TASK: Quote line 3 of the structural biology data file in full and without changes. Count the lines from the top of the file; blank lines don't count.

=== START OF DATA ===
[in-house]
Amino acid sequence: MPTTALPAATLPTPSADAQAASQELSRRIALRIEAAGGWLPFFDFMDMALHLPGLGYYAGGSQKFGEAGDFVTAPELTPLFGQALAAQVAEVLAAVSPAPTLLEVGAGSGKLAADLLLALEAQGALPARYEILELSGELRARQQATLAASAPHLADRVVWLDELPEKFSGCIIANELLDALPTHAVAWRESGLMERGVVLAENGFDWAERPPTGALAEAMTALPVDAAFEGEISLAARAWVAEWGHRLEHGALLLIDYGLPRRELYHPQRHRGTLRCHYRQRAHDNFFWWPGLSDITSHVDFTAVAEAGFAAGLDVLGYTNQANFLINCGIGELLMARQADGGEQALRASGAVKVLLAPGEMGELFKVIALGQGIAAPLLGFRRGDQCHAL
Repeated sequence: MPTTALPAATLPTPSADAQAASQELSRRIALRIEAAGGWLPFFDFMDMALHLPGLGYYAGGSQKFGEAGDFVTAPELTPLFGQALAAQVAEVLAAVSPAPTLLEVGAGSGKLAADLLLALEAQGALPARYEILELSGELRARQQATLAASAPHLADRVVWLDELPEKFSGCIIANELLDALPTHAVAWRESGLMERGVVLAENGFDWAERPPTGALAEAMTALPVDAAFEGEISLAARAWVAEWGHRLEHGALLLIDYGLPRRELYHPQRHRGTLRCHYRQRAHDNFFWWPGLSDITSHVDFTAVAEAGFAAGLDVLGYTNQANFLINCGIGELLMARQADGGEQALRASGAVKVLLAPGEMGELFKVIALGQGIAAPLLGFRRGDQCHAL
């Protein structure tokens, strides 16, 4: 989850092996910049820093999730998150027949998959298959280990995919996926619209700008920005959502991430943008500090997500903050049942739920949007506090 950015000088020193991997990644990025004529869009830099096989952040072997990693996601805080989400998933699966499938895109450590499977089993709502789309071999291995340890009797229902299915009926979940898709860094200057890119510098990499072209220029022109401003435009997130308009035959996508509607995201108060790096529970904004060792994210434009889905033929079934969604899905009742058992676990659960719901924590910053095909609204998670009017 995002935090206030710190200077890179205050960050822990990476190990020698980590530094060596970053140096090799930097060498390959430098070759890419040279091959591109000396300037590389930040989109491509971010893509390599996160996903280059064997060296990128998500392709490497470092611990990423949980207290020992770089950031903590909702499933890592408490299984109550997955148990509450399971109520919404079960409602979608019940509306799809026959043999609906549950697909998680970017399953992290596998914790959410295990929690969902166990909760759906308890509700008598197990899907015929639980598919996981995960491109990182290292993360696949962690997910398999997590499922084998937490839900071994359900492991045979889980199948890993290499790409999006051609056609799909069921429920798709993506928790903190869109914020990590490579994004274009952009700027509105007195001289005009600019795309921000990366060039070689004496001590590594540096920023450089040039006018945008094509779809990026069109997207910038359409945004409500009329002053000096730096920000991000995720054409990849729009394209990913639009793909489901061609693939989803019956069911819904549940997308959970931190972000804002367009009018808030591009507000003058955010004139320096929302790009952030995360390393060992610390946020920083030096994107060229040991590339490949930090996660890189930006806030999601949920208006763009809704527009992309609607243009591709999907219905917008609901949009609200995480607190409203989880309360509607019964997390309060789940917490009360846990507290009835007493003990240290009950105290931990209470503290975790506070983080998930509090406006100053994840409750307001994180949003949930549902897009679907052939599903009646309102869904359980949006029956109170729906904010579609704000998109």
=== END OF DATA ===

Repeated sequence: MPTTALPAATLPTPSADAQAASQELSRRIALRIEAAGGWLPFFDFMDMALHLPGLGYYAGGSQKFGEAGDFVTAPELTPLFGQALAAQVAEVLAAVSPAPTLLEVGAGSGKLAADLLLALEAQGALPARYEILELSGELRARQQATLAASAPHLADRVVWLDELPEKFSGCIIANELLDALPTHAVAWRESGLMERGVVLAENGFDWAERPPTGALAEAMTALPVDAAFEGEISLAARAWVAEWGHRLEHGALLLIDYGLPRRELYHPQRHRGTLRCHYRQRAHDNFFWWPGLSDITSHVDFTAVAEAGFAAGLDVLGYTNQANFLINCGIGELLMARQADGGEQALRASGAVKVLLAPGEMGELFKVIALGQGIAAPLLGFRRGDQCHAL